Hemet police probe suspected arson fire at evidence building
A suspected arson fire that damaged a Hemet Police Department evidence building early Monday morning could be the seventh attack on the law enforcement agency this year
The fire was reported at 2:23 a.m. and severely damaged the building and evidence stored inside. The facility, which is across a parking lot from Hemet’s main police station, stores evidence for pending and past criminal cases, said agency spokesman Lt. Duane Wisehart.
“There’s some pretty significant damage to the roof and other parts of the building,” he said. “Inside, there’s evidence from thousands of cases: homicides, rapes, you name it.”
Firefighters from the Hemet Fire Department quickly extinguished the blaze. Details of how the fire started were not disclosed.
No arrests have been made.
Investigators believe that the fire could be related to a rash of attacks on police in the city. With the department already on edge, Wisehart said, officers are being urged to remain vigilant and to “be aware of their surroundings at all time.”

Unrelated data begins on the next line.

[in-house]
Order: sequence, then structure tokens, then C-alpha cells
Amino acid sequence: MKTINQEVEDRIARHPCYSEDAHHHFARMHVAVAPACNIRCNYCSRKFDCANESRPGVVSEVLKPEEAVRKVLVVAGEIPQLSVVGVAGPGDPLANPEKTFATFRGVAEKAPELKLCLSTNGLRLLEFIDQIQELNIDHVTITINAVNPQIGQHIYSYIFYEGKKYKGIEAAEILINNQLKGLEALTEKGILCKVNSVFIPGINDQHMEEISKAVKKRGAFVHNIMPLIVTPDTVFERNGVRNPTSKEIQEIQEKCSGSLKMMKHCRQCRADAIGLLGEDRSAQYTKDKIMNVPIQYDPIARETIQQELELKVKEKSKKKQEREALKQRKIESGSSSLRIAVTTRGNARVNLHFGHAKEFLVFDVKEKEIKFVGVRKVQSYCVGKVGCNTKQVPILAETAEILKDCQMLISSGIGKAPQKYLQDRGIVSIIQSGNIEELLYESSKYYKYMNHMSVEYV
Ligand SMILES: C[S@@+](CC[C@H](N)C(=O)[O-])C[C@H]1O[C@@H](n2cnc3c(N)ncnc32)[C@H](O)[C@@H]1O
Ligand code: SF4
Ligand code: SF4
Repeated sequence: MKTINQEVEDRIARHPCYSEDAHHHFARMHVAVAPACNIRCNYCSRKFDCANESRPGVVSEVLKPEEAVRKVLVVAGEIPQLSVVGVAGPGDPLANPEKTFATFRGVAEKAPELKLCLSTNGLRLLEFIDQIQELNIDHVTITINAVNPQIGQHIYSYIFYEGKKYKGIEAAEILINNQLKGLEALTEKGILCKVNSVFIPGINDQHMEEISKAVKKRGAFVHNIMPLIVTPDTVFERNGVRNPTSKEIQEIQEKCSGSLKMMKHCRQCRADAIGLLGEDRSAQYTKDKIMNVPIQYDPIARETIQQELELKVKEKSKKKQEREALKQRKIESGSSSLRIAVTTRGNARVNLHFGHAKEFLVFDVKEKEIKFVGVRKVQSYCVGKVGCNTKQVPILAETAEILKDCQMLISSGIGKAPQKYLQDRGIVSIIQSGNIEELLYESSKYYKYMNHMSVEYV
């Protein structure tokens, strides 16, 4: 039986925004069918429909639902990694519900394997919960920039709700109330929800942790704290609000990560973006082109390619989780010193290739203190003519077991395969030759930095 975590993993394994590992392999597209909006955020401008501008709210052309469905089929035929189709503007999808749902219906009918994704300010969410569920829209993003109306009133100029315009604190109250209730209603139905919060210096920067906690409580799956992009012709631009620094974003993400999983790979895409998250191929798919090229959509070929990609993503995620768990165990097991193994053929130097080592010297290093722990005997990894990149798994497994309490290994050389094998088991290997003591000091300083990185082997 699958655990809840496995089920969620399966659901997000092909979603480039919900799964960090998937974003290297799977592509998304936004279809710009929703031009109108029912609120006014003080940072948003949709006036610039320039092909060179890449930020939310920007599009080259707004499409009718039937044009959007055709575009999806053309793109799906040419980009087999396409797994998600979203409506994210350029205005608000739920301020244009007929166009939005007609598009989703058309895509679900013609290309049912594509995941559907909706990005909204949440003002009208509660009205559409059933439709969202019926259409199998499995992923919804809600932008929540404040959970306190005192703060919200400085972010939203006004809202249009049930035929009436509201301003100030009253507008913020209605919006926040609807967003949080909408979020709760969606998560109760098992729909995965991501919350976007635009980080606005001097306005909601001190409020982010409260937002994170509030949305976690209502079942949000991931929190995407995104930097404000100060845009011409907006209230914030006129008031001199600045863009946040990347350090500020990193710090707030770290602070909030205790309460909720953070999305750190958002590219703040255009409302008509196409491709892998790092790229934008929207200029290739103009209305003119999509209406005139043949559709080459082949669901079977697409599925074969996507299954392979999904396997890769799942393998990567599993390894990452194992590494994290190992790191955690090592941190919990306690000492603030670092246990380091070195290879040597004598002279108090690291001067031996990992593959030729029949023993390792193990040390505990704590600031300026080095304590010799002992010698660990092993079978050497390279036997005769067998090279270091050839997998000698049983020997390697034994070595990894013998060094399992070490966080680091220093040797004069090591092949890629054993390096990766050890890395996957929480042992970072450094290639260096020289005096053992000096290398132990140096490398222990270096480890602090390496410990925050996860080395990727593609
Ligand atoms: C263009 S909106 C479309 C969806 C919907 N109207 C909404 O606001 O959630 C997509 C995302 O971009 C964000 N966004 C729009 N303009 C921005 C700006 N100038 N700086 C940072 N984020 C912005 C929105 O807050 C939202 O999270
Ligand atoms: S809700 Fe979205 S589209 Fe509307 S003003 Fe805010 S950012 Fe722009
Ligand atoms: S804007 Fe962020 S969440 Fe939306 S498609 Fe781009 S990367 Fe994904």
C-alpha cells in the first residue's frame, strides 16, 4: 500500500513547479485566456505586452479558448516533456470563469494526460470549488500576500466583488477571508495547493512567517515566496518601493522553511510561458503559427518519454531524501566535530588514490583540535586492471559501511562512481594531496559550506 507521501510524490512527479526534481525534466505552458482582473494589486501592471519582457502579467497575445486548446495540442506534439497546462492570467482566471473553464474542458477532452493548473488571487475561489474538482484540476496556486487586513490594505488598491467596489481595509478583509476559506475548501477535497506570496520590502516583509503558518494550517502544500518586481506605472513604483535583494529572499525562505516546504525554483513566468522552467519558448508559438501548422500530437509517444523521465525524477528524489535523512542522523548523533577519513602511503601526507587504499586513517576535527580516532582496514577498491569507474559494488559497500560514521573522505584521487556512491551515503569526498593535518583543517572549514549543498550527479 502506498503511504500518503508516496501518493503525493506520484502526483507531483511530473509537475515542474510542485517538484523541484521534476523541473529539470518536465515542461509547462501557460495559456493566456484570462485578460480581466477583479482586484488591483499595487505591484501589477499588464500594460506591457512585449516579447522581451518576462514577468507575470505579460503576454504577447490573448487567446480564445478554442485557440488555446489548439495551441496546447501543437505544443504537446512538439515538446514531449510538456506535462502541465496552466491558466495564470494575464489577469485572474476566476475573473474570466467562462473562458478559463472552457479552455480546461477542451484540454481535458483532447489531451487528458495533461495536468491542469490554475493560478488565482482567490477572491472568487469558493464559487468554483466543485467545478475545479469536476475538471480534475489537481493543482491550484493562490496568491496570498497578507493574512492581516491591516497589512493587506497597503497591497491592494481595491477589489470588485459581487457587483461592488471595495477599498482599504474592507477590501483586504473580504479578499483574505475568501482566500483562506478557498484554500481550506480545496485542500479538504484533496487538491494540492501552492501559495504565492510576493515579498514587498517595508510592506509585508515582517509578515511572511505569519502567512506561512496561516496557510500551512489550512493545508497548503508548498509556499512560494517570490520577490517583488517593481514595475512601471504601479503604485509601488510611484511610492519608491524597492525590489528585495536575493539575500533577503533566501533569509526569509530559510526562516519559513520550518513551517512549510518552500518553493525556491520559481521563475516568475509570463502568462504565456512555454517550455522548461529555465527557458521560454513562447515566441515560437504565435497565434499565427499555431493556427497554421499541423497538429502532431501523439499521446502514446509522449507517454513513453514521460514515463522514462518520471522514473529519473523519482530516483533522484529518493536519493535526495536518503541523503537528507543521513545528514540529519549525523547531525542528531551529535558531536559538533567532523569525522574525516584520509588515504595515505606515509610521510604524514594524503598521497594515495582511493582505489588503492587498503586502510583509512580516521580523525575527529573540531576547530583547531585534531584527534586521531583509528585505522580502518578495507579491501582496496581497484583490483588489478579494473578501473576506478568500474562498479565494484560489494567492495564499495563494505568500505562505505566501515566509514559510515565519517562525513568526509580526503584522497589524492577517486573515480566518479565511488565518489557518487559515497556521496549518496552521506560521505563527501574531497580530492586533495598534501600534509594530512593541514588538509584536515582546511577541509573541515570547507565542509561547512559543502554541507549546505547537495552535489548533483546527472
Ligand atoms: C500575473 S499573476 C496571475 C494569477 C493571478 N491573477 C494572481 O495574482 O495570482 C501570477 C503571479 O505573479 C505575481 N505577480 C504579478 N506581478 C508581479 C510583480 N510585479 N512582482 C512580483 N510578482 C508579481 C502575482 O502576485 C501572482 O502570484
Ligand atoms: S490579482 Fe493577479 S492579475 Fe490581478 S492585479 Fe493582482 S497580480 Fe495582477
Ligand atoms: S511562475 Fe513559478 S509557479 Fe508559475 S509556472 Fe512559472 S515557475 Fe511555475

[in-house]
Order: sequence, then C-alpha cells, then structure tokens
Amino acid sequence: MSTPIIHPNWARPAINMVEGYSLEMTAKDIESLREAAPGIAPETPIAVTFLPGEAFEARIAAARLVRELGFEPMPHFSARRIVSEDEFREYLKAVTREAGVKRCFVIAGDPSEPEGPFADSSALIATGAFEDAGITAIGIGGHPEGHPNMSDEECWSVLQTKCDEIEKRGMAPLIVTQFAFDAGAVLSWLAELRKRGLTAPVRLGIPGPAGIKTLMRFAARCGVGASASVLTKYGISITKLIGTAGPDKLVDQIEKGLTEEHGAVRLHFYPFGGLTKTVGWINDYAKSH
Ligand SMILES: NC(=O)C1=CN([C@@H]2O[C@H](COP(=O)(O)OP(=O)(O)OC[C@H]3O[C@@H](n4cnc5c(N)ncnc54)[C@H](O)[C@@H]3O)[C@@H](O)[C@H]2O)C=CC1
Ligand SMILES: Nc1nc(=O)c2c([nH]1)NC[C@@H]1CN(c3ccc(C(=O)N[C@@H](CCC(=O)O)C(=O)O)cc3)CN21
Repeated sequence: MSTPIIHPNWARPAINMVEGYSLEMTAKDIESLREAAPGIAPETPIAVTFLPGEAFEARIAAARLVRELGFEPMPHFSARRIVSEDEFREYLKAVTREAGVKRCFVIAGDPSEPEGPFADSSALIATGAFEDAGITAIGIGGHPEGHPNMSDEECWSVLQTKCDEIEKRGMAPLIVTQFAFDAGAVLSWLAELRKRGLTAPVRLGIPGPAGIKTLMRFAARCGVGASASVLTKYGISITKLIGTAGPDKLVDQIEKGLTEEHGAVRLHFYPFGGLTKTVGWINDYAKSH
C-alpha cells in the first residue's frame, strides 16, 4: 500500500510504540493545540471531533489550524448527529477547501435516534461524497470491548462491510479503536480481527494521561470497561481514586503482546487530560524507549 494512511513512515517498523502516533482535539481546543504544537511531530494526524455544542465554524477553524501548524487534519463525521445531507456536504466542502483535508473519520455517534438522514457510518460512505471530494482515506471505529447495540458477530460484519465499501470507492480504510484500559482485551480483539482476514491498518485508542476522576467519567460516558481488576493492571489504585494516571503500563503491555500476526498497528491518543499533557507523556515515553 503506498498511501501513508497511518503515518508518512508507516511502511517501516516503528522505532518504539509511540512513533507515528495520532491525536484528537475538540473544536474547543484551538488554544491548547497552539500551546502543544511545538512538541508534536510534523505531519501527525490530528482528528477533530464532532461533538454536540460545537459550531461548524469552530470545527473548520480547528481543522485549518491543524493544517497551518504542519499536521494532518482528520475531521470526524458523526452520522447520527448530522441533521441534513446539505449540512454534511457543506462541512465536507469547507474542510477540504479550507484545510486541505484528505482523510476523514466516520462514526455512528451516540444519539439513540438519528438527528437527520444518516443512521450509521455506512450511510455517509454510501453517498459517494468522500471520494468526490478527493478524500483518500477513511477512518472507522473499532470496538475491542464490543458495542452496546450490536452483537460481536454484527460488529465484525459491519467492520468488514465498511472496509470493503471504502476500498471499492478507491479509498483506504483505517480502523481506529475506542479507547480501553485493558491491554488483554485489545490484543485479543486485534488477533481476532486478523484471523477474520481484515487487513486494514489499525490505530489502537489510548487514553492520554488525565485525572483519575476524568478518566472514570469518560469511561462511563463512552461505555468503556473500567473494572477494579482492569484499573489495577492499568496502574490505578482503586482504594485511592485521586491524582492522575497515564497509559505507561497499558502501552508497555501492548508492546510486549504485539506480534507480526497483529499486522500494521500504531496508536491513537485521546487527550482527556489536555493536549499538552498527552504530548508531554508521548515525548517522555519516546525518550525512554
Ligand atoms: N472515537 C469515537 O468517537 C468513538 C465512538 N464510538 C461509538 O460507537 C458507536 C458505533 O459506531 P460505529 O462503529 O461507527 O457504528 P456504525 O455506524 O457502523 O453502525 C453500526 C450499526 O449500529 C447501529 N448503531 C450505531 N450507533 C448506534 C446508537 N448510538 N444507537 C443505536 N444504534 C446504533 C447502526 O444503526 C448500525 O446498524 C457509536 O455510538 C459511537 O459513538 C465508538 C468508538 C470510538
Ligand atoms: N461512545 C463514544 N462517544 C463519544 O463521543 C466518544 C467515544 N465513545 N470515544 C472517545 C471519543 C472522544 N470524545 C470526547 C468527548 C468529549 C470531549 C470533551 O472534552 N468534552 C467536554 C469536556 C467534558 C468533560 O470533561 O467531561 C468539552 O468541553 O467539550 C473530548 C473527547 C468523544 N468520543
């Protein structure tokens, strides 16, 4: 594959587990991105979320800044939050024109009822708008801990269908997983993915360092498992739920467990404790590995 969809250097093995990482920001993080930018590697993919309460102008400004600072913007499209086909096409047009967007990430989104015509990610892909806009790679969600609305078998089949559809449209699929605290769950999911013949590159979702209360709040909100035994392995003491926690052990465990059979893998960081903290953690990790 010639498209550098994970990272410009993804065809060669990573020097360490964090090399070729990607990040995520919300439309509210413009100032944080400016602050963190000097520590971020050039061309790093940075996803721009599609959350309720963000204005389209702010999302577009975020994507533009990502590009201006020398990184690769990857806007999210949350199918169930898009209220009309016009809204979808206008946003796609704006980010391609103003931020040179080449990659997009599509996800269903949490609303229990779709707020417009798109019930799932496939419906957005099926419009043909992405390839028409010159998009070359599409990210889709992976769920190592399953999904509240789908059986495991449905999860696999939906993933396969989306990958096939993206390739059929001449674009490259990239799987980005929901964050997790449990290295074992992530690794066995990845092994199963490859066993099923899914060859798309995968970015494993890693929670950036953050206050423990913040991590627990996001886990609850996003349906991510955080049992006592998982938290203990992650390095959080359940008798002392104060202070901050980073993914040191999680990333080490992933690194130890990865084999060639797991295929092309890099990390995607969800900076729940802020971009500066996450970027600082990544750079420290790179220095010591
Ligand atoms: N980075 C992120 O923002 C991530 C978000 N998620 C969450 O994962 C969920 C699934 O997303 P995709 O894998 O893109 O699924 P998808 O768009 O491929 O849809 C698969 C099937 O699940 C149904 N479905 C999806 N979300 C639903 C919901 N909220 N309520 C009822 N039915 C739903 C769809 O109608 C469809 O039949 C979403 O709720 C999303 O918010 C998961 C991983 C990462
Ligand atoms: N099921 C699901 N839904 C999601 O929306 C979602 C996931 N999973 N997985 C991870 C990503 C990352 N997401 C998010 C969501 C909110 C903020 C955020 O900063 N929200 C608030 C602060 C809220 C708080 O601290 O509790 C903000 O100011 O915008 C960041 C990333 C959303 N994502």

In January, the Hemet-San Jacinto Valley Gang Task Force discovered that a natural gas line had been diverted into their office, filling it with fumes, although the gas never ignited. A month later, a booby trap — a jerry-built “zip gun” — fired a bullet at an officer when he opened a security gate.
In March, a suspicious device was attached to a gang enforcement officer’s unmarked vehicle, and two weeks later four city code-enforcement trucks were torched in the Hemet City Hall parking lot.
State Atty. Gen. Jerry Brown visited the area that month and, with Riverside County Dist. Atty. Rod Pacheco, offered a $200,000 reward for information leading to the arrest and conviction of those responsible for the attacks.
Finally, in June authorities found a vintage military rocket on the roof of a nearby market, pointed in the direction of the police station.
Evidence gathered from the attacks on the police was stored in the building that was charred by the suspicious fire, Wisehart said.
Investigators believe the attacks are tied to a white supremacist gang with roots in the area. In May, police arrested a suspected white supremacist gang member — Patrick Nugent Jr., 40 — on suspicion of possessing an improvised firearm similar to the one used in the booby trap.
Federal agents from the Bureau of Alcohol, Tobacco and Firearms were called in to assist with the investigation into the suspected arson. The FBI and Riverside County Sheriff’s Department also are involved with a special task force investigating the attacks.